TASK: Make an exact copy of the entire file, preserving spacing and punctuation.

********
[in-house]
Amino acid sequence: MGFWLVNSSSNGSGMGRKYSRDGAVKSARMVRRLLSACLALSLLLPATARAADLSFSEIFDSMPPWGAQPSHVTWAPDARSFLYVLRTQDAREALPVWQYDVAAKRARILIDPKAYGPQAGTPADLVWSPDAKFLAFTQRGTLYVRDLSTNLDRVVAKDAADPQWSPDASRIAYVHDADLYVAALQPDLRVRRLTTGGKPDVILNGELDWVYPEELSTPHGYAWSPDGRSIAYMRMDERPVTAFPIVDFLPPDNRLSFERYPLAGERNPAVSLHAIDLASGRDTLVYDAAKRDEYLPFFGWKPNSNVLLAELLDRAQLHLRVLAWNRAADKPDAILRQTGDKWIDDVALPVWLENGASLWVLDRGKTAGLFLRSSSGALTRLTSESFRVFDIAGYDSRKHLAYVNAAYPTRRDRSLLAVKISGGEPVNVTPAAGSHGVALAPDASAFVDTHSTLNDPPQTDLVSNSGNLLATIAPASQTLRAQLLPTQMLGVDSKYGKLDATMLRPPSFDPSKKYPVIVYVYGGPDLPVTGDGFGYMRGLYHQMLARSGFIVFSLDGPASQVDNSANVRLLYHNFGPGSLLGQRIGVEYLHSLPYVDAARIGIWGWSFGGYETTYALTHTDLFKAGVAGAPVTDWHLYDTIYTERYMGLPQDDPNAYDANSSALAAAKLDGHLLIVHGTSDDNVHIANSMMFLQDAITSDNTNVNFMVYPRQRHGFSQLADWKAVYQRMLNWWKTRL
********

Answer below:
[in-house]
Amino acid sequence: MGFWLVNSSSNGSGMGRKYSRDGAVKSARMVRRLLSACLALSLLLPATARAADLSFSEIFDSMPPWGAQPSHVTWAPDARSFLYVLRTQDAREALPVWQYDVAAKRARILIDPKAYGPQAGTPADLVWSPDAKFLAFTQRGTLYVRDLSTNLDRVVAKDAADPQWSPDASRIAYVHDADLYVAALQPDLRVRRLTTGGKPDVILNGELDWVYPEELSTPHGYAWSPDGRSIAYMRMDERPVTAFPIVDFLPPDNRLSFERYPLAGERNPAVSLHAIDLASGRDTLVYDAAKRDEYLPFFGWKPNSNVLLAELLDRAQLHLRVLAWNRAADKPDAILRQTGDKWIDDVALPVWLENGASLWVLDRGKTAGLFLRSSSGALTRLTSESFRVFDIAGYDSRKHLAYVNAAYPTRRDRSLLAVKISGGEPVNVTPAAGSHGVALAPDASAFVDTHSTLNDPPQTDLVSNSGNLLATIAPASQTLRAQLLPTQMLGVDSKYGKLDATMLRPPSFDPSKKYPVIVYVYGGPDLPVTGDGFGYMRGLYHQMLARSGFIVFSLDGPASQVDNSANVRLLYHNFGPGSLLGQRIGVEYLHSLPYVDAARIGIWGWSFGGYETTYALTHTDLFKAGVAGAPVTDWHLYDTIYTERYMGLPQDDPNAYDANSSALAAAKLDGHLLIVHGTSDDNVHIANSMMFLQDAITSDNTNVNFMVYPRQRHGFSQLADWKAVYQRMLNWWKTRL